You Broke It, You Bought It! (How A Common Employment Policy May Cause Problems) DOL Issues Opinion Letter on Charging Exempt Employees for the Cost of Lost or Broken Equipment
It is a common practice of many employers to deduct the cost of damaged or lost equipment, such as cell phones, laptops and vehicles, from the salary of employees. In a recent Opinion Letter, the Department of Labor (“DOL”) ruled that such deductions jeopardize the exempt status of white-collar employees under the Fair Labor Standards Act (“FLSA”). The loss of exempt status carries potentially serious consequences for employers.
The FLSA provides an exemption from minimum wage and overtime pay requirements for employees in bona fide executive, administrative, and professional positions. To qualify for a white-collar exemption, an employee must meet the requirements of one of the particular exemptions. The employee must also satisfy the “salary basis rule,” which requires that employees be paid a predetermined amount at a rate of at least $455 per week on a salary or fee basis that is not subject to reduction because of any “variations in the quality or quantity of the work performed.”
In its Opinion Letter, the DOL ruled that making deductions from the salary of exempt employees for damage to or loss of company equipment is impermissible because such deductions violate the FLSA’s prohibition against reductions in compensation due to the quality of work performed. As a result, a deduction made to reimburse the employer for lost or damaged equipment would violate the salary basis rule.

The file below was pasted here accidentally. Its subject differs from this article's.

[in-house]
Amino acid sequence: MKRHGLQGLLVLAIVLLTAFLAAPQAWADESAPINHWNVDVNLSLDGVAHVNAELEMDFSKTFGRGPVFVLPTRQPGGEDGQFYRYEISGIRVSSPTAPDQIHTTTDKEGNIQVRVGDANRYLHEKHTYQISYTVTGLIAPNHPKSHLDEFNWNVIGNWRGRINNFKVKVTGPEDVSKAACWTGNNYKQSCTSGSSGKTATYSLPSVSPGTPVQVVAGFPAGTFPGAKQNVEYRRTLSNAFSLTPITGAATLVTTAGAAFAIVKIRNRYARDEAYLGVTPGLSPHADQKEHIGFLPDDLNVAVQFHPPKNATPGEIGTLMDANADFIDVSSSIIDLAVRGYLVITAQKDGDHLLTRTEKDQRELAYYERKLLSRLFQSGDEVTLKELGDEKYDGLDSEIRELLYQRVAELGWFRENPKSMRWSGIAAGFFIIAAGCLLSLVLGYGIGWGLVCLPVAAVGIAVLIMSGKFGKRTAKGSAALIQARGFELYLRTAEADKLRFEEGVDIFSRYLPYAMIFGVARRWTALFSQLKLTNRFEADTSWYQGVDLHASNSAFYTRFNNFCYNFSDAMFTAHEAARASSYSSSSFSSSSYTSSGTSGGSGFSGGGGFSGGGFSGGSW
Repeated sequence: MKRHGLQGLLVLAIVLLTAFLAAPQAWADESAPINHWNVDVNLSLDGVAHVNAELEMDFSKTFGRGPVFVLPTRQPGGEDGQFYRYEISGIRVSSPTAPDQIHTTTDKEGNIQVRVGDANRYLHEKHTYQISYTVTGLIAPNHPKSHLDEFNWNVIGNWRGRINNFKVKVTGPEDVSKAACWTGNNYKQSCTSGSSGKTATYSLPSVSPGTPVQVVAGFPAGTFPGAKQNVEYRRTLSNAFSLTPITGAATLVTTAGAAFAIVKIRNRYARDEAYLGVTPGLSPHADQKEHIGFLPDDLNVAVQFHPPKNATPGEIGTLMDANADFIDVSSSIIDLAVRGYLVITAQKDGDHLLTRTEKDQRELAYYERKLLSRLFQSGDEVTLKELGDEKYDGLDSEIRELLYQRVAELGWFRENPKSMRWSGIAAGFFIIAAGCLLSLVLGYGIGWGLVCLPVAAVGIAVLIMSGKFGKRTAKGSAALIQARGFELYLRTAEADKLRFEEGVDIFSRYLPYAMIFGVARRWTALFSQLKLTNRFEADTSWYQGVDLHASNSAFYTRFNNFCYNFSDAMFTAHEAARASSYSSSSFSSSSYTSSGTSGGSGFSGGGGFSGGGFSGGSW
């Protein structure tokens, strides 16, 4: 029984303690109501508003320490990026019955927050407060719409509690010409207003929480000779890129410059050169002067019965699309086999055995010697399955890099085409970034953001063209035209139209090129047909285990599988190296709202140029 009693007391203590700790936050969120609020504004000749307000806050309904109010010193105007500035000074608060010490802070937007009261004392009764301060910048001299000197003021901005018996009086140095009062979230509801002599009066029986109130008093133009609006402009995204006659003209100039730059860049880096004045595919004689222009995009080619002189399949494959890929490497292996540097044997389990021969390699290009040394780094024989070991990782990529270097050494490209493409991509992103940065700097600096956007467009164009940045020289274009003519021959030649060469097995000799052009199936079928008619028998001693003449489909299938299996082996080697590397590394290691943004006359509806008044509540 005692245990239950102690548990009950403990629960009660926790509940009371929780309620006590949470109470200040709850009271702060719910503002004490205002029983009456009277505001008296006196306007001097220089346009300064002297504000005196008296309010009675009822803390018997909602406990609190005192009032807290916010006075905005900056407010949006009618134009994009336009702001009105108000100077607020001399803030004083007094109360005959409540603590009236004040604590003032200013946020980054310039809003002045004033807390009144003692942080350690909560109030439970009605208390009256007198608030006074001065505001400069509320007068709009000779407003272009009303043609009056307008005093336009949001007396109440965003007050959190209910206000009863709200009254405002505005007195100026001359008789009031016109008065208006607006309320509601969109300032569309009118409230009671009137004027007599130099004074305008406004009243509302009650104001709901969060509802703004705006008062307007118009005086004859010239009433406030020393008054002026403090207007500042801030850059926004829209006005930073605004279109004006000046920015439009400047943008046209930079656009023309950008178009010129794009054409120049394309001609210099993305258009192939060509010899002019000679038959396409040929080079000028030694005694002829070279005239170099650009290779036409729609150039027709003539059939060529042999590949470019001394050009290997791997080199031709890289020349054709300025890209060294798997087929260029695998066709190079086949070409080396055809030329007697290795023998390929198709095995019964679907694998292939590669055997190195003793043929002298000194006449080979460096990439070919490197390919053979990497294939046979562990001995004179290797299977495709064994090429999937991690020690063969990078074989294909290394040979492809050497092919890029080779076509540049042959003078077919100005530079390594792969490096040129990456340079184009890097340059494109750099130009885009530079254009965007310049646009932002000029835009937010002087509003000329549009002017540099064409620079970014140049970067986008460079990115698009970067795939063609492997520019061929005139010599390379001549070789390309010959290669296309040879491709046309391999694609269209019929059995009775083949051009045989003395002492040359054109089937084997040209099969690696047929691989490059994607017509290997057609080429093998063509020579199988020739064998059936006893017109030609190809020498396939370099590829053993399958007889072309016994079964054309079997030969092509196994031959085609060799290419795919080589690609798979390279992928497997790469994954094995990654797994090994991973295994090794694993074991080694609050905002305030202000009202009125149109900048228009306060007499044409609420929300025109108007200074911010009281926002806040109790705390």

The DOL also held that employers may not even require exempt employees to make an out-of-pocket reimbursement for lost or broken equipment, from compensation already received, without running afoul of the FLSA. “Either approach [deduction or required reimbursement] would result in employees not receiving their predetermined salary when due on a ‘guaranteed’ basis or ‘free and clear’ and would produce impermissible reductions in compensation because of the quality of the work performed under the terms of the employer’s policies.”
Accordingly, the DOL opinion holds that employers may not safely charge an exempt employee for loss of or damage to company property, even if the employee signed an agreement pursuant to which he/she has agreed to the deduction or reimbursement.
An employer’s potential liability will vary depending upon the circumstances, including whether the violation involves an isolated incident with one individual or a pattern of conduct with respect to a number of employees. DOL regulations provide that the exemption may be lost during the time period in which the improper deductions were made for employees in the same job classification. If an employer has made deductions for lost or damaged property for a class of employees, then the exemption may be lost for all employees under the same managerial control whose pay could have been improperly docked. The potential liability could be large, depending upon how much overtime the affected employees worked, whether the employer has reimbursed the employee for the improper deduction, and other factors.